Remark 12. In fact, the difficulties posed by nonlinearity, dynamic changes, and multiple modes of control process on fault detection have been addressed explicitly by the detection method proposed, which comes as no great surprise, since the kNN technique (handling nonlinearity and multiple modes), the on-line detection, and update scheme (adapting to dynamic changes) are integrated.

4. Numerical Examples

In this section, two examples are given to show the effectiveness of the proposed fault detection technique. In Example 1, firstly, we give the results of reducing training data set under different thresholds and the main aim is to show the effect of thresholds on the number of reducing training data; secondly, we not only verify the effectiveness of the detection method proposed in this paper for nonlinear process but also illustrate that faults can be identified better under two control limits than one control limit; in addition, comparative results are given to show the advantages of this paper. In Example 2, we verify the effectiveness of proposed detective technique under multiple modes. More importantly, the advantage of dynamic and varying control limit can be shown.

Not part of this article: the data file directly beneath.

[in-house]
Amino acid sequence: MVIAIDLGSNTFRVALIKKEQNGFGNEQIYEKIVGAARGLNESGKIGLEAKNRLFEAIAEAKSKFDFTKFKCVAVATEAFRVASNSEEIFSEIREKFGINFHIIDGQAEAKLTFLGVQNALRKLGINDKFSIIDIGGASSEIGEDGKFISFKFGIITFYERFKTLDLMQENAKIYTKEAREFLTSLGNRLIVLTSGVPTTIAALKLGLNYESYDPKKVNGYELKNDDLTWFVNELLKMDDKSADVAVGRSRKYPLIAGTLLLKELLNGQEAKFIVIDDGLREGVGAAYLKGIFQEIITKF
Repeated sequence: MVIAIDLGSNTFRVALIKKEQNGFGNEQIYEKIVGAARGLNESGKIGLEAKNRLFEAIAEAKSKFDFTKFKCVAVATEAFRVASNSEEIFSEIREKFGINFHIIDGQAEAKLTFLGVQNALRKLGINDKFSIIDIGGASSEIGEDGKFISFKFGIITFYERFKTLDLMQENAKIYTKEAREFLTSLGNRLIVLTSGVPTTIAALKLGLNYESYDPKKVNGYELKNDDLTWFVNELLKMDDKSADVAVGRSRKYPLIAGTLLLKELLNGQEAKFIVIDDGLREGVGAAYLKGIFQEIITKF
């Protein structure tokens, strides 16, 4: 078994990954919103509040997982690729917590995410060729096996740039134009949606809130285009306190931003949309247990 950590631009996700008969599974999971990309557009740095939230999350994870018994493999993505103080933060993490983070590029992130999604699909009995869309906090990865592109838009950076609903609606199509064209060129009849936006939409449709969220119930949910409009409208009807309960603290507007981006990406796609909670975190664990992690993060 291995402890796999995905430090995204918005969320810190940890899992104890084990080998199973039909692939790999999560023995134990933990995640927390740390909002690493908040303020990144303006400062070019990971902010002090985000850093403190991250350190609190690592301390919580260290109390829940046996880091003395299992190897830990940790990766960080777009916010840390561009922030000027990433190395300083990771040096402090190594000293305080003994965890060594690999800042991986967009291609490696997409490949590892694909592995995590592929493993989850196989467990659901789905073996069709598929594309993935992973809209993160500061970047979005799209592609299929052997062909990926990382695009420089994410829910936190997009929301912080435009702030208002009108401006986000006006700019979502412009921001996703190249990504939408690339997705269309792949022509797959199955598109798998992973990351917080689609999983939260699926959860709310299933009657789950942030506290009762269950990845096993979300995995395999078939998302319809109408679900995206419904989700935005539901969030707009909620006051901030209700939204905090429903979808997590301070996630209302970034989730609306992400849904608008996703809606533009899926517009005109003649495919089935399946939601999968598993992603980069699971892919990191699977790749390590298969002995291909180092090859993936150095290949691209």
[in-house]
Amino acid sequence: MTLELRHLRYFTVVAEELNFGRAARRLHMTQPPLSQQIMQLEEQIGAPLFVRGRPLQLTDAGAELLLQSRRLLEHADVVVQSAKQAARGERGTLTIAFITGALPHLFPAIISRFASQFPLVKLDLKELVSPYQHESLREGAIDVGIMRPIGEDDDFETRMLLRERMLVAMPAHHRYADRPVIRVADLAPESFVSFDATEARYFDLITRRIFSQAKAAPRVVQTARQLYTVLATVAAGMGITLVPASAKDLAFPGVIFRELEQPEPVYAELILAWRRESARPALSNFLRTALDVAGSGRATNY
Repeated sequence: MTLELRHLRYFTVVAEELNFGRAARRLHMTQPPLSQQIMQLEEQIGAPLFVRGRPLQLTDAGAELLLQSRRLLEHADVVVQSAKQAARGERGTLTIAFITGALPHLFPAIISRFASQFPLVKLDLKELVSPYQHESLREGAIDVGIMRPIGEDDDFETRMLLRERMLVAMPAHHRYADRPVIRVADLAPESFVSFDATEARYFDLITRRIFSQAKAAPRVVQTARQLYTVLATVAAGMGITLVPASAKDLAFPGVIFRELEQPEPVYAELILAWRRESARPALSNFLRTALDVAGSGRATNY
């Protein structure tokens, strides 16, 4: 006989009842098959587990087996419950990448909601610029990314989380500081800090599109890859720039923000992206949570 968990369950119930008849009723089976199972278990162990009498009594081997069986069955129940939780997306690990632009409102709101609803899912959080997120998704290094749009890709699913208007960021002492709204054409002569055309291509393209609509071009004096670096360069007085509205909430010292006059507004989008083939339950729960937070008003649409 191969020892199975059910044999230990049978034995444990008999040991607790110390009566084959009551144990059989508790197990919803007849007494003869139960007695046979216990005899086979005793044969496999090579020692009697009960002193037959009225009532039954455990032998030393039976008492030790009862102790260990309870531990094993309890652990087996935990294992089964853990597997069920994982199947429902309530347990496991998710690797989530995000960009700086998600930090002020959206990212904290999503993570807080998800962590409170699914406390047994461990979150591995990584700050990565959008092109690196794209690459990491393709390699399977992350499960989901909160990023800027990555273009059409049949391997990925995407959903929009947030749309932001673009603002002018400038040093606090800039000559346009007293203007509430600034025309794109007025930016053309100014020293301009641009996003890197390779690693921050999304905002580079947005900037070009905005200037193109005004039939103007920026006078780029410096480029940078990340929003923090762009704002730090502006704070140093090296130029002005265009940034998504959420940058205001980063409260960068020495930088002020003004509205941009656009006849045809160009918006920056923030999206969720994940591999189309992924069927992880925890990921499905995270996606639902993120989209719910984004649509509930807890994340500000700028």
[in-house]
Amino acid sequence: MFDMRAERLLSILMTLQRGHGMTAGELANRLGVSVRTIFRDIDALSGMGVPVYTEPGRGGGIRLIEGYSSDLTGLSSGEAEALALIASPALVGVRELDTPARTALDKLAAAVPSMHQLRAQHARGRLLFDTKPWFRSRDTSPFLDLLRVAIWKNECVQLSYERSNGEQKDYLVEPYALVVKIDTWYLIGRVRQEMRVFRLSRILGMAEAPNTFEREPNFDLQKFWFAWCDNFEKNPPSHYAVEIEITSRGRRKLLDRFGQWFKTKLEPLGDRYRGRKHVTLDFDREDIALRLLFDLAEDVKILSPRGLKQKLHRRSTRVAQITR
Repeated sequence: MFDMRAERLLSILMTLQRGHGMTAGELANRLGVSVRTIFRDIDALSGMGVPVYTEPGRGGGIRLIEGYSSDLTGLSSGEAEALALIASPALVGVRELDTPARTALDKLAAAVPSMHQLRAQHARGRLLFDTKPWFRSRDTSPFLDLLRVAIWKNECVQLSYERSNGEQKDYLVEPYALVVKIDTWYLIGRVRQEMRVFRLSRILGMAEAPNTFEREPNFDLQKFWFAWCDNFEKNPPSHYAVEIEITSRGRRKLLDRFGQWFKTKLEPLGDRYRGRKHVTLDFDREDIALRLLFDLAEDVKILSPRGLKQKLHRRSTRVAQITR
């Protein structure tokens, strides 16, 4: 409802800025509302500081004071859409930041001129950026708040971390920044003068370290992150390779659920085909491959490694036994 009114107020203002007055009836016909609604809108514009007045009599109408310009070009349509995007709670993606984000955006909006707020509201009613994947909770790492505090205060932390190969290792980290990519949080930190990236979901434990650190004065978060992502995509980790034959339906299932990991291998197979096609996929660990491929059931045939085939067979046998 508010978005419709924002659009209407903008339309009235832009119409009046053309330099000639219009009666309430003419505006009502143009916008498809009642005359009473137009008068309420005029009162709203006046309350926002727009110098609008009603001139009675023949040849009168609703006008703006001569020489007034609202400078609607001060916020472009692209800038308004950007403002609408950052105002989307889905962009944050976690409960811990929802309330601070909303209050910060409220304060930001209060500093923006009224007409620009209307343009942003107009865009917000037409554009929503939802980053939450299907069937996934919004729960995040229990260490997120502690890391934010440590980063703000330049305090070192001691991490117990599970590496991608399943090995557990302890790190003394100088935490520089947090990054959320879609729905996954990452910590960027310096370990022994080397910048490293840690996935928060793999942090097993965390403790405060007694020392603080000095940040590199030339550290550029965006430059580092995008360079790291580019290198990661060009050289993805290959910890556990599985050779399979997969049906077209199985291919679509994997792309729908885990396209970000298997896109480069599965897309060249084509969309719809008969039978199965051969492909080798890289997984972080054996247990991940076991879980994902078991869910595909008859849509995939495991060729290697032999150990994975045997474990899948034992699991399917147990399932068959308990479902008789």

Example 1. Consider the following dominant nonlinear and single process mode:
(A) Reduction of Training Data under Different Thresholds. 60 normal runs are operated for verifying the method of reducing training data set. Here, three thresholds , , and are set, corresponding to which Table 1 gives the number of left samples in the reduced data set, and the upper bounds of distance deviations between mean and variance of left data and those of the training data can also be seen in Table 1. Figure 4 shows the training data set and the reduced data set under different thresholds.

tab1
Table 1: Reduction of Database.
fig4
Figure 4: Training dataset (a) and left data under thresholds (b), (c), and (d).